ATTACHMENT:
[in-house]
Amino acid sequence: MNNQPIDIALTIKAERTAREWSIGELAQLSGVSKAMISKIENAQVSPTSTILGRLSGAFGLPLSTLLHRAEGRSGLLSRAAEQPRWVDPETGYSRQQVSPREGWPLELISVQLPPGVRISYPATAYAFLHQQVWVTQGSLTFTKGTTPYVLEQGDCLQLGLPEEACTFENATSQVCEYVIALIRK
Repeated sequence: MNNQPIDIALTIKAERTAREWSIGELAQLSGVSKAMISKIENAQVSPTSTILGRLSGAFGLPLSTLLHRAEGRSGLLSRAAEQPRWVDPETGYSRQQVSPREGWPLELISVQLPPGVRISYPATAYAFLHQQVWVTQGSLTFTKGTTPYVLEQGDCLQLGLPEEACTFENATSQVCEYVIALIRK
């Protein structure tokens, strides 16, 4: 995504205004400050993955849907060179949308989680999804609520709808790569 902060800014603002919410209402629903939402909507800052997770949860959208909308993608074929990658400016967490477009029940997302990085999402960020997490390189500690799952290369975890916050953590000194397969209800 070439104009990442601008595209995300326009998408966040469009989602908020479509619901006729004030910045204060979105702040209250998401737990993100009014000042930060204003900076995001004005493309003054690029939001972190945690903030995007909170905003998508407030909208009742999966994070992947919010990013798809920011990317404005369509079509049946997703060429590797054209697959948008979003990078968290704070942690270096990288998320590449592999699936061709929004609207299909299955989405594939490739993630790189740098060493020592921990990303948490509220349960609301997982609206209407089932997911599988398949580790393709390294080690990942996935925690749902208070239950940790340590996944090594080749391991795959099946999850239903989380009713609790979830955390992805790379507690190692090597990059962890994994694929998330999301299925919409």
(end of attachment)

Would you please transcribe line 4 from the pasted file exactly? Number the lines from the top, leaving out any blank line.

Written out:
């Protein structure tokens, strides 16, 4: 995504205004400050993955849907060179949308989680999804609520709808790569 902060800014603002919410209402629903939402909507800052997770949860959208909308993608074929990658400016967490477009029940997302990085999402960020997490390189500690799952290369975890916050953590000194397969209800 070439104009990442601008595209995300326009998408966040469009989602908020479509619901006729004030910045204060979105702040209250998401737990993100009014000042930060204003900076995001004005493309003054690029939001972190945690903030995007909170905003998508407030909208009742999966994070992947919010990013798809920011990317404005369509079509049946997703060429590797054209697959948008979003990078968290704070942690270096990288998320590449592999699936061709929004609207299909299955989405594939490739993630790189740098060493020592921990990303948490509220349960609301997982609206209407089932997911599988398949580790393709390294080690990942996935925690749902208070239950940790340590996944090594080749391991795959099946999850239903989380009713609790979830955390992805790379507690190692090597990059962890994994694929998330999301299925919409």